Coopernicus flew in. Quite to my surprise, he landed on the wooden box on the other side of the sliding door, right there, and people-watched awhile. Cool!
(And I’m suddenly thinking, as I’m proofreading the draft of this post: oh of course. It’s solstice time. He always claims his territory loud and clear at solstice, that’s why he was chatting with me as he watched. Okay, then.)
The real surprise was what happened next, though: a chickadee flew in to the suet cake three feet straight above his head. He looked up then leaped up but the angle made it difficult to put speed into it and as the suet bounced off his chest, the chickadee was getting a clue, fast.
The hawk ambled to the near part of the fence. He has seemed slower to my eyes since his collision with the screen, but clearly he hasn’t gone too hungry. There seem to have been more attempts at driving his prey into the windows–a good adaptation to the circumstances, if there’s any lingering injury.
A titmouse came in from the side at the same time Coopernicus was reaching the fence and it landed on the box. Started to peck at the bits of suet fallen from above. Freaked! and dove for cover. Dar- for the -WIN. Close!
Finally taking flight
I had on a rust-colored blouse I don’t often wear–it’s a little old now–and a dark brown skirt, thinking I looked a bit autumny for the day of summer solstice, but hey.
No, really. June 21 is summer solstice mostly, but here on the western end of the western time zone I’m told it officially happened today. San Diego’s sun actually set 45 minutes earlier than ours did when we were there–it’s that much farther east. I’m not quite sure how all that means we get solstice a day early, but whatever.
I was finally knitting for the first time since Monday’s rough tumble, finding it comfortable to do now and a relief that it was, when I felt eyes upon me.
I looked up.
There was a little Oregon junco, a fledgling, just a baby, really, watching me as stitches grew from my hands: nesting season isn’t over for you?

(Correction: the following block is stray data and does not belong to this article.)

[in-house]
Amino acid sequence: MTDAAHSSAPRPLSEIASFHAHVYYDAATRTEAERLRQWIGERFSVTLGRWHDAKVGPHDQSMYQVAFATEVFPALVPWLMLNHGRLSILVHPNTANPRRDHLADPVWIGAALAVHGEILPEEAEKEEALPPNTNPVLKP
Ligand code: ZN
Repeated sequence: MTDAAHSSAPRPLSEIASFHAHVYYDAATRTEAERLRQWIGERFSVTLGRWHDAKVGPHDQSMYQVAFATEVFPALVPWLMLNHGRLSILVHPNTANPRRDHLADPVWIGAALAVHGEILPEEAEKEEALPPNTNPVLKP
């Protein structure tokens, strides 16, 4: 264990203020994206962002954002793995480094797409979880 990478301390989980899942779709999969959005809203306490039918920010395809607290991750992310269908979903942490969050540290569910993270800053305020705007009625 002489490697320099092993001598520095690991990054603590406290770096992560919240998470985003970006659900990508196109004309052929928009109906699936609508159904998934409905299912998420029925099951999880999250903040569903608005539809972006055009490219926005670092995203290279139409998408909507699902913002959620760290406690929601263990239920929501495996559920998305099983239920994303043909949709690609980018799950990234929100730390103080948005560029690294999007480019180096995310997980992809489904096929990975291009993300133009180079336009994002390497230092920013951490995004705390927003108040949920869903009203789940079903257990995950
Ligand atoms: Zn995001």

It dawned on me that I was wearing much of the coloring of the little one’s parents. I was charmed. I blinked; it blinked back. I watched a little while and tried again. It turned its head slightly to get a better view, and again blinked back.
And so we enjoyed each other’s company eye to eye a minute or two. I have done this before with the bigger birds out there, but the flighty little ones? This was a new thing.
Then it roused itself, went back to eating, and flew, done. And I finally got past the very beginning of the shawl I had promised myself I would make my suddenly-widowed middle-aged friend.
It feels so good to get on with it.
Love your dear ones.
The sun dance kid
Wednesday June 19th 2013, 10:50 pm
Filed under: Food
I have a Bewick’s wren again, and guessing by its long gangly look and its uncertainty as to where the best hiding places are as it scouts out the patio, a fledgling.
My mated pair, nesting at ground level, disappeared around March. I’m been afraid they most likely were taken out by the neighbor’s cat. The species’ survival is on very shaky grounds and I’ve always felt protective of mine; the one that flew around my head singing for joy as I put out food once, loud enough for me to hear even with the old hearing aids, claimed my heart forever.
I keenly missed my Bewick’s.
I put a lot of chili-oil suet out at ground level a few days ago and the new little one showed up. Encouraged, I’ve been putting out more than the usual to try to entice it to claim the place. Encouraged back, s/he’s been coming back several times a day the last few days. If I hear it singing, it will mean it’s a male.
Suet do you think of that? Me, I think we’ve got us a territory.
Went out this evening to check on the plum tree at the side yard and the mockingbird flew immediately over and landed right overhead, quite close. This is the first time it had been willing to be seen. I looked up, it looked down, not a challenge but a pleased-to-meet-you and curiosity satisfied, then with a flick of the tail it danced upwards through the apple tree.
Juicy, ripe peach-and-raspberry crisp warm out of the oven. A few more years’ growth and I’ll be picking the peaches myself. And sharing some, no doubt, with the birds.
But the local yarn store is still there
Got my semi-annual Prolia shot, got the usual instructions to please wait 20 minutes to make sure there’s no reaction to the med. Did I want to wait here in the exam room or out there?
Oh hey, out there. And I have a whole lot of yarn: waiting, not a problem.